Private sector activity falls at record pace for second month in a row

Covid-19 News | Surveys


Private sector activity once again fell at the fastest pace on record in the quarter to June (-71% from -63% in May, the previous survey low) since the launch of the CBI Growth Indicator in October 2003.

The composite measure, based on 910 respondents (between 26 May and 15 June 2020), consisted of record declines in activity across every sector. The main driver of the deterioration from May was services activity (-80% from -68%), with further weakening seen in both business & professional services (-77% from -62%) and consumer services (-89% from -83%).

Manufacturing output (-57% from -54% in May 2020) and distribution sales (-57% from -54% in May 2020) also continued to decline heavily.

Looking ahead, survey respondents expect a slower (albeit still strong) pace of decline over the next quarter (-46%). The fall in activity is set to ease in manufacturing, business & professional services and consumer services particularly.

Supplementary COVID survey questions revealed:

  • Activity is on average 63% lower relative to “normal” conditions (i.e. in the absence of a pandemic).
  • Businesses have a number of concerns around fully re-opening. 74% of respondents believe a lack of demand will present operational challenges, whilst firms also expect challenges from staff absences due to school closures (37%), and transport difficulties (23%).

Alpesh Paleja, CBI Lead Economist, said: “These figures show the full impact of coronavirus on the economy after three months of shutdown. However, there are signs that we’ve hit rock bottom, with firms expecting a slower fall in activity over the next three months.

“Clearly tackling the lack of customer and client demand will be critical to economic revival. Businesses have highlighted several ways in which the government can support them further: extending grant support schemes, widening business rates relief and further deferral of VAT payments.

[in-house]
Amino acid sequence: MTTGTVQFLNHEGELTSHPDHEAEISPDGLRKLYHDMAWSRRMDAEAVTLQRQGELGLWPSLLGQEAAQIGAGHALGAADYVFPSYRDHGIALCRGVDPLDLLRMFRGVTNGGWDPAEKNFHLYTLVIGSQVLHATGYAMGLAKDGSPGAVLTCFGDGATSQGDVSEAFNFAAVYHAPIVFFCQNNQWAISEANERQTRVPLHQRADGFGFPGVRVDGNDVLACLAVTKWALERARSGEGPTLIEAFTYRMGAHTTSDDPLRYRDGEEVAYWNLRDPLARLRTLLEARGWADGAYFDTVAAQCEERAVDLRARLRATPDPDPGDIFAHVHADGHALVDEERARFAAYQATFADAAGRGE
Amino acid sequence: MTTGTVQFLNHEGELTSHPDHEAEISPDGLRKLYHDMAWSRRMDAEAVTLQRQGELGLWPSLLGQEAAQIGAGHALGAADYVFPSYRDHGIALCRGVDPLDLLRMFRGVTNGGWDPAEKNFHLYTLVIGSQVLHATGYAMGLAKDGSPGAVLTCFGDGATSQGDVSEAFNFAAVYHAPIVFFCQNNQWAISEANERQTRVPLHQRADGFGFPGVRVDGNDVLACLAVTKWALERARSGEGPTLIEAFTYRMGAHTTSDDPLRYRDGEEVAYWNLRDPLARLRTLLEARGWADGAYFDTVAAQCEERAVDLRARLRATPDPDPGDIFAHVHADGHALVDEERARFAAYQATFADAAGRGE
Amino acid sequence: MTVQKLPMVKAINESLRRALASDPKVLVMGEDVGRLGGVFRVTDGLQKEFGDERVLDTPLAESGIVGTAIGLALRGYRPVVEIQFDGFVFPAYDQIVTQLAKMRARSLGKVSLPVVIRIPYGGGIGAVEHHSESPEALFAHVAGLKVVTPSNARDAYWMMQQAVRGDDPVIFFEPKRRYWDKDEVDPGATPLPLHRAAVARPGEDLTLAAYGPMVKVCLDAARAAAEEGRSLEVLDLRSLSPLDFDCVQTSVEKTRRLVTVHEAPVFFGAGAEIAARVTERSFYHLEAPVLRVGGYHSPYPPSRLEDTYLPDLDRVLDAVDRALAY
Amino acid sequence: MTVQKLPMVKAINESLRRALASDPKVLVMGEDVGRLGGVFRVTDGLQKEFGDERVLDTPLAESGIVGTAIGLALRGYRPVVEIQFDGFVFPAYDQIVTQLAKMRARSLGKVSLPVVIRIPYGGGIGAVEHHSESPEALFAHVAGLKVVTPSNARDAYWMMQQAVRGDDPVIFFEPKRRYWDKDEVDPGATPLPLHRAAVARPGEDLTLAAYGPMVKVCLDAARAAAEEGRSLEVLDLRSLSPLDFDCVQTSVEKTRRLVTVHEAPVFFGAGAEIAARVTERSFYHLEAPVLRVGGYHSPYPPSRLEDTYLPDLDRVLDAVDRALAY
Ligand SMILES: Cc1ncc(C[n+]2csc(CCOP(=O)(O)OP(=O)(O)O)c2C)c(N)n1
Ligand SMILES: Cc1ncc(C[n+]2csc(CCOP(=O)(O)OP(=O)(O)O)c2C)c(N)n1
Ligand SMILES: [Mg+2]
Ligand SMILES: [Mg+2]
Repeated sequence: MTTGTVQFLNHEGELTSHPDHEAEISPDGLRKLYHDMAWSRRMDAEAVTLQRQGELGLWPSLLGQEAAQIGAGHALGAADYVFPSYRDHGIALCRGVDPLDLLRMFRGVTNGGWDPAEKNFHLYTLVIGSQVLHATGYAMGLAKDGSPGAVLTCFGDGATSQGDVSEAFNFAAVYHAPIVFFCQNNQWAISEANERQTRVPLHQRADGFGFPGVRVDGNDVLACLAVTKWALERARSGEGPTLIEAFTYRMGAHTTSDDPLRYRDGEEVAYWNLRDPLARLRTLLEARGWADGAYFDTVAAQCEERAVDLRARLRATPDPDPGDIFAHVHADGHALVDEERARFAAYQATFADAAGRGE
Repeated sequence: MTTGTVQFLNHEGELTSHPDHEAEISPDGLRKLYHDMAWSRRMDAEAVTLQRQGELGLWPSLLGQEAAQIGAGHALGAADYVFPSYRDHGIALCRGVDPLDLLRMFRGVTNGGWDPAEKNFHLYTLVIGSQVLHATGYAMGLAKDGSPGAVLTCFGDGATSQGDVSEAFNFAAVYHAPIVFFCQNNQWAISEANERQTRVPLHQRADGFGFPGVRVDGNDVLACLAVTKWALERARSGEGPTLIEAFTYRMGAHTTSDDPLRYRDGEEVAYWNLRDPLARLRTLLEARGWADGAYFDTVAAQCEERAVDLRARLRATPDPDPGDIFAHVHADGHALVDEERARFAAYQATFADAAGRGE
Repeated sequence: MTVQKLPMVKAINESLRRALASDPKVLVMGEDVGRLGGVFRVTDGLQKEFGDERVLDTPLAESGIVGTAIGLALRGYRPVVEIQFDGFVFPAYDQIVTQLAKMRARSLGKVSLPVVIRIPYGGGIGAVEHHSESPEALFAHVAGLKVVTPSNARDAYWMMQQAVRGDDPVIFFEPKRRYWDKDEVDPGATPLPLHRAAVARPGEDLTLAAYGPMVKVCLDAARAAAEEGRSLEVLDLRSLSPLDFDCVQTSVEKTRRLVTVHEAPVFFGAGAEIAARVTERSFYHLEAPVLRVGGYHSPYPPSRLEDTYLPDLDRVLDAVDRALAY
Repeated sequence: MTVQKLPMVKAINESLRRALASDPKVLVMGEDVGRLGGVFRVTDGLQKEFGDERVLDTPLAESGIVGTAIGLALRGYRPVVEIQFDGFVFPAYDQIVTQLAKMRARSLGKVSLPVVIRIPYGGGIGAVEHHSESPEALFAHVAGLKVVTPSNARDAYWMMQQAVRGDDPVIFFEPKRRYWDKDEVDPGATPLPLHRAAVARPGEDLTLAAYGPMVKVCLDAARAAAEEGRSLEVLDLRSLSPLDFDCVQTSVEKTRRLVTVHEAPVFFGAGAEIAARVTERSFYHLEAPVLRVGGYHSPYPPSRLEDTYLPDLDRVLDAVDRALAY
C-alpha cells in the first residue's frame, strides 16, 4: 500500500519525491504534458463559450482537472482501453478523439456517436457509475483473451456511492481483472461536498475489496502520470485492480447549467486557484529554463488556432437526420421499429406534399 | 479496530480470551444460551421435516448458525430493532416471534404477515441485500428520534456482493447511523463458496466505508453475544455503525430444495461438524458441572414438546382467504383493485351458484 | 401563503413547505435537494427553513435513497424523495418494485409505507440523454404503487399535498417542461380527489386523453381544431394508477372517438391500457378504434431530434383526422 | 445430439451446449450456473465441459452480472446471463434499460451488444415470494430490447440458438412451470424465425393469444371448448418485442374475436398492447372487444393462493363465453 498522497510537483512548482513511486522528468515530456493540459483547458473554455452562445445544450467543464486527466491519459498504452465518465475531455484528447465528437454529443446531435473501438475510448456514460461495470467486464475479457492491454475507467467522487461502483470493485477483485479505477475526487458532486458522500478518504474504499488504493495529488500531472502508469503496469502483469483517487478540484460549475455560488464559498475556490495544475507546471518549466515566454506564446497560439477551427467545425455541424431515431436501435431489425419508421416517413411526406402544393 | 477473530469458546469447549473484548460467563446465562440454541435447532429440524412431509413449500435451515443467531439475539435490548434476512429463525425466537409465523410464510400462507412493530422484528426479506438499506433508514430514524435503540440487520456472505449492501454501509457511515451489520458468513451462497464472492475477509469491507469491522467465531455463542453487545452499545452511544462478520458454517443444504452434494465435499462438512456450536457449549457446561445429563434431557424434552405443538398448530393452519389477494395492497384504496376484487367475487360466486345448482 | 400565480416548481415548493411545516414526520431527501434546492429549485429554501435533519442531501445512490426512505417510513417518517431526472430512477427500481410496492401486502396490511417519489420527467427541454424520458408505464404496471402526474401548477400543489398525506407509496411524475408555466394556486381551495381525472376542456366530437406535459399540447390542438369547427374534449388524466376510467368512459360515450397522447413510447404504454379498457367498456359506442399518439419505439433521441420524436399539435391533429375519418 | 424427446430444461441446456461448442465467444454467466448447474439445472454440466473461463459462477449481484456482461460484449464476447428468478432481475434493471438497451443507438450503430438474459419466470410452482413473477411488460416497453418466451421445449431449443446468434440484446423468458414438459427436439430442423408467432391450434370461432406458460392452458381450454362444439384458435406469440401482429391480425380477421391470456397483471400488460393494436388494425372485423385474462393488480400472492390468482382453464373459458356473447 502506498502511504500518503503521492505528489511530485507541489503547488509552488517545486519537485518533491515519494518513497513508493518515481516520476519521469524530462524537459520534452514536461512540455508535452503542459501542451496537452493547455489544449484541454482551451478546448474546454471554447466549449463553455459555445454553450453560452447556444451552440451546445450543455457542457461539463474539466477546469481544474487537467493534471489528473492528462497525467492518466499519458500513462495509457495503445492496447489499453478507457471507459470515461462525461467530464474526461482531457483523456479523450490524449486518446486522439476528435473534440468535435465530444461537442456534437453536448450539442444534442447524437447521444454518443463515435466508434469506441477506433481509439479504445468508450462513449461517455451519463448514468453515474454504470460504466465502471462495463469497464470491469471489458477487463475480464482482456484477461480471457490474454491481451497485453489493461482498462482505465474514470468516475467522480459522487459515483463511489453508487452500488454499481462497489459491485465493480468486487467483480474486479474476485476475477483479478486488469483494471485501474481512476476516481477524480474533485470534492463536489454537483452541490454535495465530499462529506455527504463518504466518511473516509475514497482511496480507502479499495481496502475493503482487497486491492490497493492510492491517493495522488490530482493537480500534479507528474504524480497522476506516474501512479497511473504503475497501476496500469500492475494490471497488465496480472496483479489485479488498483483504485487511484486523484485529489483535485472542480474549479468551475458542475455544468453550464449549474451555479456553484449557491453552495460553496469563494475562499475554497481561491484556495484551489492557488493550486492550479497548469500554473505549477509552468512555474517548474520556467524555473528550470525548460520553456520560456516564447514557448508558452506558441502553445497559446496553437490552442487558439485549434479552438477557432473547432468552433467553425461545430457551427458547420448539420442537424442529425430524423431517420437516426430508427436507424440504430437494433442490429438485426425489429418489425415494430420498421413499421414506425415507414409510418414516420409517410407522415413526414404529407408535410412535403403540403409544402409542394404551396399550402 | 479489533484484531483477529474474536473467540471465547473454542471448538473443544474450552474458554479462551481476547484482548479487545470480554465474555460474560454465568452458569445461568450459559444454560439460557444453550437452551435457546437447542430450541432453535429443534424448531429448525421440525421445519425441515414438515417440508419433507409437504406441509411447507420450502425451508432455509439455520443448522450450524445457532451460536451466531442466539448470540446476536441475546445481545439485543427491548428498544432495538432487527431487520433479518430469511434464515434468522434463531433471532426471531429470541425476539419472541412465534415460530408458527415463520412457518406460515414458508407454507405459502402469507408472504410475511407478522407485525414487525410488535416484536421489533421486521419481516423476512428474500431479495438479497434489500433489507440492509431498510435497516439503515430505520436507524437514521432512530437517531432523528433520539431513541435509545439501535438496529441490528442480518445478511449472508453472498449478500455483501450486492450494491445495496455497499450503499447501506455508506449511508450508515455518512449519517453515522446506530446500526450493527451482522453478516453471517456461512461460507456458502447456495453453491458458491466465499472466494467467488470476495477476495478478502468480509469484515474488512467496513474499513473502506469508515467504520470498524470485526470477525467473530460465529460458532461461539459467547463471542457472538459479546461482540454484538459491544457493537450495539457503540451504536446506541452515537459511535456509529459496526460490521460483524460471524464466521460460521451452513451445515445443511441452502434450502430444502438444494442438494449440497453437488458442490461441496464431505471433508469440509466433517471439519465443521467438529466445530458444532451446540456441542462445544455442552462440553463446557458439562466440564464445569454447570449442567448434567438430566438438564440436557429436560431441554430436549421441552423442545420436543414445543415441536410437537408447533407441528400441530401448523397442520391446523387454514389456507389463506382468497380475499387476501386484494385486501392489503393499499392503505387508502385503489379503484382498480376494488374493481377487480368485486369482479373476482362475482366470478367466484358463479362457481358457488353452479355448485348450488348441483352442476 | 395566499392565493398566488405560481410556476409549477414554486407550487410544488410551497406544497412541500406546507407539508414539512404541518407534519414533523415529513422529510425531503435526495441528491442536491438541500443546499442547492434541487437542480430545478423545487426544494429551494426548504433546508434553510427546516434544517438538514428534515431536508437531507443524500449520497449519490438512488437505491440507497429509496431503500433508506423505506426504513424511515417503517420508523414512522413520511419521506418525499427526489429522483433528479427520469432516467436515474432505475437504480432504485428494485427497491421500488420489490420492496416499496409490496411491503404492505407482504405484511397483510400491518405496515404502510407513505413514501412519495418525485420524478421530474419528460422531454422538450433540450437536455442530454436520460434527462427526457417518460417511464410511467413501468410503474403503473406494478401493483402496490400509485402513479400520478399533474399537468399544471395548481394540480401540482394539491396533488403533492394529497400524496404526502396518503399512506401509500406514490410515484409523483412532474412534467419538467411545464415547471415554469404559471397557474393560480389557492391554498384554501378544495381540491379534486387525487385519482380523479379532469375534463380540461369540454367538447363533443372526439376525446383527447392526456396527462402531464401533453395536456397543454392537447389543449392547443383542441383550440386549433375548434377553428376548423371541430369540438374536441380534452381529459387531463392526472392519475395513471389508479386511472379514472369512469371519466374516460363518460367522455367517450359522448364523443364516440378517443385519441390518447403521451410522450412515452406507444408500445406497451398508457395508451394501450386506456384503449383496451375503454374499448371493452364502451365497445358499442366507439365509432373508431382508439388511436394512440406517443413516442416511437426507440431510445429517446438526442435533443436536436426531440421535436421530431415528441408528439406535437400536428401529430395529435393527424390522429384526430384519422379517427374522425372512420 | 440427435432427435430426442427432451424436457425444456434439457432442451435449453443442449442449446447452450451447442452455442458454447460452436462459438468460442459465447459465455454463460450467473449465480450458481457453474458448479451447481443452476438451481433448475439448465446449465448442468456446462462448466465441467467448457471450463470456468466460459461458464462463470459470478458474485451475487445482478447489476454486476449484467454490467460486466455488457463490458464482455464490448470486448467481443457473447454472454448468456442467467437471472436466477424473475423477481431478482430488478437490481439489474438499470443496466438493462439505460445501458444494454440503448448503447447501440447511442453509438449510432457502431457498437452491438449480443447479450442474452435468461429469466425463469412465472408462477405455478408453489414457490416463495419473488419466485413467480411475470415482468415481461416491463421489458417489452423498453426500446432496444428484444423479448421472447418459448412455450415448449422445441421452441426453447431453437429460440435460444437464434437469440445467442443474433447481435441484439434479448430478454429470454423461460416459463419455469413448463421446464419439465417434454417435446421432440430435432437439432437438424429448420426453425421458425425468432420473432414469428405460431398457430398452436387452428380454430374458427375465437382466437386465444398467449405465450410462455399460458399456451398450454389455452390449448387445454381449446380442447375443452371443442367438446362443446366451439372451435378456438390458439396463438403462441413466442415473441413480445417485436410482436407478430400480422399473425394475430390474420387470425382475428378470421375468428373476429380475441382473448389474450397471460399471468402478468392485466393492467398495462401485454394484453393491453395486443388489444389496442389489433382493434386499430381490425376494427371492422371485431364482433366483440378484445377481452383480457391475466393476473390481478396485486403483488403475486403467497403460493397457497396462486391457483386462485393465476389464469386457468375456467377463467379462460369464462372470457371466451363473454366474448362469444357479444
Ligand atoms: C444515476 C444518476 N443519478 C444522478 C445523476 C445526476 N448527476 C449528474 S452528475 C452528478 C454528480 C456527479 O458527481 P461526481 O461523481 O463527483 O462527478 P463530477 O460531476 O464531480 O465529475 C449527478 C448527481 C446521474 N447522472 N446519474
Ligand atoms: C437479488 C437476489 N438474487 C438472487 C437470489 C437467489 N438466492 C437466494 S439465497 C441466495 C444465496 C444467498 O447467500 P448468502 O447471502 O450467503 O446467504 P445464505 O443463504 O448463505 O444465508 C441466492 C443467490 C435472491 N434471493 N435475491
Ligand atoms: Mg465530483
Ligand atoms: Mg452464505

“Despite challenges, most businesses believe remaining operational under social distancing is feasible. We now need continued cooperation between government, business and civil society to steer our economy towards a sustainable and long-lasting recovery.”

Supplementary COVID-19 specific questions:

  • Respondents reported that, on average, output/sales/volumes were 63% lower than under normal trading conditions (i.e. in the absence of a pandemic).
  • Most respondents reported themselves to be either completely operational, but with some operations offsite or staff working from home (44%). However, over a third were partially operational (35%), with some sites/production facilities closed. 9% of respondents reported that they are currently non-operational.

Government support measures and financing

  • 82% of respondents reported that they are using the Coronavirus Job Retention Scheme (CJRS), making it the most widely used support scheme.
    • Responses suggest 41% of staff have been furloughed (average across all respondents).
  • 60% of respondents said they are deferring VAT payments, whilst 26% are benefitting from business rates relief. 14% are using the CBILS schemes, 11% are using bounce-back loans and 10% have received some form of cash grant.
  • While 28% of respondents reported the funding/liquidity needs of their business as sufficiently met, many also highlighted the need for further support. 47% called for an extension of business rates relief to all businesses, 32% have called for further grants and 29% would like other tax holidays.

Restarting the economy

  • 74% of respondents cited lack of customer or client base demand as a challenge in restarting business operations.
  • Firms are also concerned about staff absences due to school closures (37%), transport difficulties (23%) and illness (15%).
  • On average, only 35% of staff could feasibly work from home on a regular basis, with minimal disruption to business operations. The proportion is higher for services (46%) and lower for manufacturing (16%) and distribution (19%).

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